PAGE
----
On Monday, June 10, 2013 the New Jersey Supreme Court declined to hear a case brought by a former employee of a hedge fund who said he was wrongfully terminated by a hedge fund administrator after disclosing that he and multiple sclerosis, and that a state agency, the NJ Division of Civil Rights (NJDCR), erred by refusing to investigate his claim. In its order, the Supreme Court denied a bid for certification from the hedge fund’s former employee, a former senior vice president for the hedge fund, who accused the company of terminating him after less than a year of employment because of his medical condition. This certification denial ends a long fought battle by the former employee, who lost two prior appeals, one of which involved a claim that the NJDCR had improperly declined to conduct its own investigation into his claims.
The former employee first pursued a claim in June 2009, two months after he was terminated from the hedge fund. He filed a grievance with the federal Equal Employment Opportunity Commission (EEOC), as well as with the NJDCR, which has a “worksharing” agreement with the EEOC to facilitate cases filed with both agencies. In October 2009, the EEOC found no violation of federal law after investigating the former employee’s claims, and the NJDCR declined to pursue its own investigation, instead deferring to the EEOC’s findings per the worksharing agreement.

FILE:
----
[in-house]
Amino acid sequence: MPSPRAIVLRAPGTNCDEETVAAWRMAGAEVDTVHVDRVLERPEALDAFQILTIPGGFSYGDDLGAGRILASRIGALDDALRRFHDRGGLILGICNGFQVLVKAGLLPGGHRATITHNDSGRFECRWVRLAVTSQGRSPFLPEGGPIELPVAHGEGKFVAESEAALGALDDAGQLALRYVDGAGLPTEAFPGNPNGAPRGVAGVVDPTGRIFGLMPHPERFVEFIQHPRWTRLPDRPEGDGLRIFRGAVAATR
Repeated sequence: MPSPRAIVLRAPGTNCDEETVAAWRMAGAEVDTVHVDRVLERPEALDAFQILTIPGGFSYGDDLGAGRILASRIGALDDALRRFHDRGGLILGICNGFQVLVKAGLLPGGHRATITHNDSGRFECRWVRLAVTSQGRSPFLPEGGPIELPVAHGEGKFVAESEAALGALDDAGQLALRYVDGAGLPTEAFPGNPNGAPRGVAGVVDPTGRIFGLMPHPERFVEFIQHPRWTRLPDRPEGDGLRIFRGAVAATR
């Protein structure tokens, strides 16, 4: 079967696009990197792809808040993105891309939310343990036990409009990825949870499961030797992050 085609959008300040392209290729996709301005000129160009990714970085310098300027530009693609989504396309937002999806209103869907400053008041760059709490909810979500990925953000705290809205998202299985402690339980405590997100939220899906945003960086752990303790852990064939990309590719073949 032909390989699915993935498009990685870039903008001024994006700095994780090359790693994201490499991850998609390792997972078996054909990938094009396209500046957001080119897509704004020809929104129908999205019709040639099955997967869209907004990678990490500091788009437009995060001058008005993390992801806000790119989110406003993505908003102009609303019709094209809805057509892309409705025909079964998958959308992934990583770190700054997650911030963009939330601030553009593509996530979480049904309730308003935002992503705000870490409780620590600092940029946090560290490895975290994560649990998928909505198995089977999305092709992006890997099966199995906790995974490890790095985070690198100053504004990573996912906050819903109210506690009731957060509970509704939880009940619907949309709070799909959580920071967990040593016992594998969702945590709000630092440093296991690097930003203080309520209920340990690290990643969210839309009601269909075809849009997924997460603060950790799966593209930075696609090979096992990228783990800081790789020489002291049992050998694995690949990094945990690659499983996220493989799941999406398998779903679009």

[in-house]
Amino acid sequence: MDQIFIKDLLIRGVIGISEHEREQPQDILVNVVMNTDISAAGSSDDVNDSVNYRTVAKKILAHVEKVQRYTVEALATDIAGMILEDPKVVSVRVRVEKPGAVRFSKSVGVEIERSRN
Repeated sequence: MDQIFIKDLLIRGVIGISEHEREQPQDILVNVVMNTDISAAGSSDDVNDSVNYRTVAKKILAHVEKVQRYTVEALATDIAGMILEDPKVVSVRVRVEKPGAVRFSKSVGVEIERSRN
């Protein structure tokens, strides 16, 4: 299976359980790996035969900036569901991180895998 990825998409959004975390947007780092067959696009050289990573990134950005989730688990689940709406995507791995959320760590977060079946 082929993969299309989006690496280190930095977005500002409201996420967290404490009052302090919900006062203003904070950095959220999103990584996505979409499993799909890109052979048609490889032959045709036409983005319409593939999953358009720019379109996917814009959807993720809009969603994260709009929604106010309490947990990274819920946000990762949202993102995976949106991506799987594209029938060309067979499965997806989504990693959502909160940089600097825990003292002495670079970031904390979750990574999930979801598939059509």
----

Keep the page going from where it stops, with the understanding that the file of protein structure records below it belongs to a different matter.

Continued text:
In May of 2011, the former employee filed a civil lawsuit against the hedge fund, charging the company with a violation of the state’s Law Against Discrimination (LAD), but the claim was dismissed because in filing a claim with the NJDCR, he had waived his right to pursue a civil suit. In June 2012, a two judge appellate panel affirmed the dismissal. The former employee’s second appeal argued that the NJDCR should be forced to conduct its own investigation, not merely close the file because the EEOC found no violation of federal law. The appellate panel found it had no substantial record before it to determine whether there was good cause for an independent NJDCR review, and therefore affirmed the NJDCR’s dismissal of the claim. For over 30 years, Sean Kelly has focused his practice on counseling employers and defending employment cases, and has successfully tried many employment cases to verdict. He is certified by the Supreme Court of New Jersey as a Civil Trial Attorney, has been repeatedly included in New Jersey Monthly Magazine's list of New Jersey “Super Lawyers,” holds the highest rating awarded by the Martindale-Hubbell Lawyers Directory, has been named a Master of two separate American Inns of Court, and is included on the New Jersey Superior Court roster of court-approved mediators.